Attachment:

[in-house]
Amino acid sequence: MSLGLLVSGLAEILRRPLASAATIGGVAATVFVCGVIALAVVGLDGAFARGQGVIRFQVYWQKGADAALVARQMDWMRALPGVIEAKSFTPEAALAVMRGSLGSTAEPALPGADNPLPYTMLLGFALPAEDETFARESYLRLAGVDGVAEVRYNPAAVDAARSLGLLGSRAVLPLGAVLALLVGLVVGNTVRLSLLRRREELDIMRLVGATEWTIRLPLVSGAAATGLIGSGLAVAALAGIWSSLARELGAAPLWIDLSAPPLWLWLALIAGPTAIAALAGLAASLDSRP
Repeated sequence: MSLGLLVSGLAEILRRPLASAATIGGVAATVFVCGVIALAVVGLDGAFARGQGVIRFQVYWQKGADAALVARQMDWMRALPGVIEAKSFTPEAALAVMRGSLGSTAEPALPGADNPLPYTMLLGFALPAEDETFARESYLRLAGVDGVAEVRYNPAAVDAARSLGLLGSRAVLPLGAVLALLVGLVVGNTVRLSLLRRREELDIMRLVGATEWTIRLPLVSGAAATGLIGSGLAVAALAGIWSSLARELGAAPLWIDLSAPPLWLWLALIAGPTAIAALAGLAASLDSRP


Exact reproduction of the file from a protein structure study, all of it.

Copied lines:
[in-house]
Amino acid sequence: MSLGLLVSGLAEILRRPLASAATIGGVAATVFVCGVIALAVVGLDGAFARGQGVIRFQVYWQKGADAALVARQMDWMRALPGVIEAKSFTPEAALAVMRGSLGSTAEPALPGADNPLPYTMLLGFALPAEDETFARESYLRLAGVDGVAEVRYNPAAVDAARSLGLLGSRAVLPLGAVLALLVGLVVGNTVRLSLLRRREELDIMRLVGATEWTIRLPLVSGAAATGLIGSGLAVAALAGIWSSLARELGAAPLWIDLSAPPLWLWLALIAGPTAIAALAGLAASLDSRP
Repeated sequence: MSLGLLVSGLAEILRRPLASAATIGGVAATVFVCGVIALAVVGLDGAFARGQGVIRFQVYWQKGADAALVARQMDWMRALPGVIEAKSFTPEAALAVMRGSLGSTAEPALPGADNPLPYTMLLGFALPAEDETFARESYLRLAGVDGVAEVRYNPAAVDAARSLGLLGSRAVLPLGAVLALLVGLVVGNTVRLSLLRRREELDIMRLVGATEWTIRLPLVSGAAATGLIGSGLAVAALAGIWSSLARELGAAPLWIDLSAPPLWLWLALIAGPTAIAALAGLAASLDSRP